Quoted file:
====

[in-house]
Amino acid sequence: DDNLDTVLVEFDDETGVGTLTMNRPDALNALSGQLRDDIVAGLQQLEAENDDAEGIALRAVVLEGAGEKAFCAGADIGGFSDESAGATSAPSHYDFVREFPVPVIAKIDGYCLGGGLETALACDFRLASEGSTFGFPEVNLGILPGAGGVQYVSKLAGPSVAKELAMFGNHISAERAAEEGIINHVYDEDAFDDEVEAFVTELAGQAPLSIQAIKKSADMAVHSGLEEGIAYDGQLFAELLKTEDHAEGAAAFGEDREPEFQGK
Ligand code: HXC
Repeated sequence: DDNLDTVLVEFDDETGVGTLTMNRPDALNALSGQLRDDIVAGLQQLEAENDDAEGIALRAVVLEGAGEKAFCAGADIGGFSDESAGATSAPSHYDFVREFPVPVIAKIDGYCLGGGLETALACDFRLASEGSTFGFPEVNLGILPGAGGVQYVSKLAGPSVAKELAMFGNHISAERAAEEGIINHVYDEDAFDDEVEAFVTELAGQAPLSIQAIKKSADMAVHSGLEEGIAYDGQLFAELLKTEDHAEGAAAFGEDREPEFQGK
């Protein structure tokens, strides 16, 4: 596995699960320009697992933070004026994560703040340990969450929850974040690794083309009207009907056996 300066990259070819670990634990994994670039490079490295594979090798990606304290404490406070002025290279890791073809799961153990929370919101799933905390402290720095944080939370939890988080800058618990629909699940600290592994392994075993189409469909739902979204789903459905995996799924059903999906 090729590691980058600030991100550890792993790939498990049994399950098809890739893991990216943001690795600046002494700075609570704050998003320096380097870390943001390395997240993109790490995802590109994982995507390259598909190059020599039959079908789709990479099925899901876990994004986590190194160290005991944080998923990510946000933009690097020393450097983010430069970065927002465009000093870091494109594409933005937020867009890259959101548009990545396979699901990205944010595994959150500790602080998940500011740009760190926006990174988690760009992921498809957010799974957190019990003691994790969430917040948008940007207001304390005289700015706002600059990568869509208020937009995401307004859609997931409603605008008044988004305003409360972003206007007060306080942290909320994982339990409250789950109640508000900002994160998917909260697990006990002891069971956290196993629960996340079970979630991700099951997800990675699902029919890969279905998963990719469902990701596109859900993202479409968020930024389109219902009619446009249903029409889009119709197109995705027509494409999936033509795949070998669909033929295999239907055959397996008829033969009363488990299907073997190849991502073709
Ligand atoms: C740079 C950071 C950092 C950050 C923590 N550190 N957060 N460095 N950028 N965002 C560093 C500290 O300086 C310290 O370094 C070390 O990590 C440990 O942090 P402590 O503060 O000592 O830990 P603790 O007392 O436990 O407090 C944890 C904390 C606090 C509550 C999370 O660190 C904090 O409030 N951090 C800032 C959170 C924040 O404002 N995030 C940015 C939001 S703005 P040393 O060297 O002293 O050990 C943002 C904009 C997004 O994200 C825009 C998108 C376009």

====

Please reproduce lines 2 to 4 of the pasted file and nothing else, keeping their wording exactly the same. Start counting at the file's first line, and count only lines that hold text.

Amino acid sequence: DDNLDTVLVEFDDETGVGTLTMNRPDALNALSGQLRDDIVAGLQQLEAENDDAEGIALRAVVLEGAGEKAFCAGADIGGFSDESAGATSAPSHYDFVREFPVPVIAKIDGYCLGGGLETALACDFRLASEGSTFGFPEVNLGILPGAGGVQYVSKLAGPSVAKELAMFGNHISAERAAEEGIINHVYDEDAFDDEVEAFVTELAGQAPLSIQAIKKSADMAVHSGLEEGIAYDGQLFAELLKTEDHAEGAAAFGEDREPEFQGK
Ligand code: HXC
Repeated sequence: DDNLDTVLVEFDDETGVGTLTMNRPDALNALSGQLRDDIVAGLQQLEAENDDAEGIALRAVVLEGAGEKAFCAGADIGGFSDESAGATSAPSHYDFVREFPVPVIAKIDGYCLGGGLETALACDFRLASEGSTFGFPEVNLGILPGAGGVQYVSKLAGPSVAKELAMFGNHISAERAAEEGIINHVYDEDAFDDEVEAFVTELAGQAPLSIQAIKKSADMAVHSGLEEGIAYDGQLFAELLKTEDHAEGAAAFGEDREPEFQGK